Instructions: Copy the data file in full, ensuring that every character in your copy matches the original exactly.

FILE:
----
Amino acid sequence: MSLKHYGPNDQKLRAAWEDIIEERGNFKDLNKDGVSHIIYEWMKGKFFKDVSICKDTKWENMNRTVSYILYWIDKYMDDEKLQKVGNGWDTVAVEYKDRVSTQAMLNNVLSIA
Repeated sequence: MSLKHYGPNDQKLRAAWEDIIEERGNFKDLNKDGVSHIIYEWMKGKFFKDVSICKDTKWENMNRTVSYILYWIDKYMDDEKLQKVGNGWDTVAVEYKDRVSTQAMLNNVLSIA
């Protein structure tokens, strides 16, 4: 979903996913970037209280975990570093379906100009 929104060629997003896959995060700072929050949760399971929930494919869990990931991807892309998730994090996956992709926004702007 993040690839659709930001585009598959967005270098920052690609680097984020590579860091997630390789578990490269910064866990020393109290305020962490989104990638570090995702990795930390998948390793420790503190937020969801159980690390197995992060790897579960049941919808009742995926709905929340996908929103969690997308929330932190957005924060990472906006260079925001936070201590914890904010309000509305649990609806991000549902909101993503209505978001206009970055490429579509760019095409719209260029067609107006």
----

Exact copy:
Amino acid sequence: MSLKHYGPNDQKLRAAWEDIIEERGNFKDLNKDGVSHIIYEWMKGKFFKDVSICKDTKWENMNRTVSYILYWIDKYMDDEKLQKVGNGWDTVAVEYKDRVSTQAMLNNVLSIA
Repeated sequence: MSLKHYGPNDQKLRAAWEDIIEERGNFKDLNKDGVSHIIYEWMKGKFFKDVSICKDTKWENMNRTVSYILYWIDKYMDDEKLQKVGNGWDTVAVEYKDRVSTQAMLNNVLSIA
């Protein structure tokens, strides 16, 4: 979903996913970037209280975990570093379906100009 929104060629997003896959995060700072929050949760399971929930494919869990990931991807892309998730994090996956992709926004702007 993040690839659709930001585009598959967005270098920052690609680097984020590579860091997630390789578990490269910064866990020393109290305020962490989104990638570090995702990795930390998948390793420790503190937020969801159980690390197995992060790897579960049941919808009742995926709905929340996908929103969690997308929330932190957005924060990472906006260079925001936070201590914890904010309000509305649990609806991000549902909101993503209505978001206009970055490429579509760019095409719209260029067609107006």